Yes, the added weight and consequent softer suspension will ding you a bit compared to the E92/E90, but the cost of all the mods you listed would buy a LOT of track weekends, which would put far more grins on your face and help you go much faster in your car than mods. Swapping hardware is no substitute for driver improvement.

And remember, it's not as if the E93 has the weight of a Dodge Challenger and the suspension softness of a Lexus. It's still biased heavily toward all-around performance, so weight and suspension won't become the real issue until you've been on track a few times. And on the street, other than losing some straight-line acceleration, I doubt you'd really notice much if at all. A stock E93 M3 can still corner at unsafe-for-public-roads speeds.
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      05-22-2012, 06:43 PM   #10
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Quote:
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......
Biting your tongue? Not ripping on verts being too slow or heavy at the track (my E46 M3 vert was my favorite car) but not safe in a track environment IMO. I wouldn't track it without at least a partial cage.
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      05-22-2012, 08:39 PM   #11
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Quote:
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Biting your tongue? Not ripping on verts being too slow or heavy at the track (my E46 M3 vert was my favorite car) but not safe in a track environment IMO. I wouldn't track it without at least a partial cage.
I am pretty confident my e93 is safer than an older Honda.... or a s2k or a miata lol
(those are actually amazing track cars though)
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      05-22-2012, 09:27 PM   #12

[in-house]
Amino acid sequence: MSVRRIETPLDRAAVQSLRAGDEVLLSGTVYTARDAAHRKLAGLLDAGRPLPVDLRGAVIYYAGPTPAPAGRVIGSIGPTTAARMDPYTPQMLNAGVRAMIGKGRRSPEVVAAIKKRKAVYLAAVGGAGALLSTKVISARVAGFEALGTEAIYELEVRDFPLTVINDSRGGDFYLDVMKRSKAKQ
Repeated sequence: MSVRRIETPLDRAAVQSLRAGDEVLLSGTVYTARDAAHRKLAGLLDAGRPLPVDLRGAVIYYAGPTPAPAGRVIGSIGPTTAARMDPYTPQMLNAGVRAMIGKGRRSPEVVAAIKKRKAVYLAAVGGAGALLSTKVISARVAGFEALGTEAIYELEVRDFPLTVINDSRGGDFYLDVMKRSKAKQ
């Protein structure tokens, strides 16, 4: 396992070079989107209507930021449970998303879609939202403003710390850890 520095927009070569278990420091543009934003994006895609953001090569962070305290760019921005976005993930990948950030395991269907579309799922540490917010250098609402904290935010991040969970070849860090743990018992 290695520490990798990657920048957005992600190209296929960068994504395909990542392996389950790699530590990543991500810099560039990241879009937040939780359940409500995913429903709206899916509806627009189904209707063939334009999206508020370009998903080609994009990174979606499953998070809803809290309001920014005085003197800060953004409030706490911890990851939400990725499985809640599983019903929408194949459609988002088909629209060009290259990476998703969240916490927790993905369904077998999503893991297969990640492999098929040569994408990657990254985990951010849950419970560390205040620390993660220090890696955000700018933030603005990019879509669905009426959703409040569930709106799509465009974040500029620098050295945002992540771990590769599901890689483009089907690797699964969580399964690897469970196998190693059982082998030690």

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Quote:
Originally Posted by persian54 View Post
I am pretty confident my e93 is safer than an older Honda.... or a s2k or a miata lol
(those are actually amazing track cars though)
Quote:
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Biting your tongue? Not ripping on verts being too slow or heavy at the track (my E46 M3 vert was my favorite car) but not safe in a track environment IMO. I wouldn't track it without at least a partial cage.
OP: Look up Motorsport Ranch Houston (4 hour drive from Austin) or Motorsport Ranch in Cresson (4 hours drive from Austin). Or other HPDE (High Performance Driving Events) that are going on around the state. Suggest you go to one of them as an observer and see what people do/bring and make friends. Then register for the next one and participate! Having done many Track-Days with motorcycles, last month was the first for me in a car (M3 Cabriolet)...and it was a frakking blast! Seems like the best "mod" you can do for the car is buy a set of extra wheels with disposable rubber to scrape on the track -- and save your OEM tires for the street.

It has the automatic roll-bar safety system (you can YouTube for video examples of it) which makes the convertible qualify for most Texas-area Track-Days that I've searched. Last month I did all 90 miles with the top-down around MSR Houston -- it was amazing and fun. No, it won't be as fast as a typical E90, a low-budget Bugatti Veryon, or a five-year old Lamborghini -- WhoTFCares? Have fun!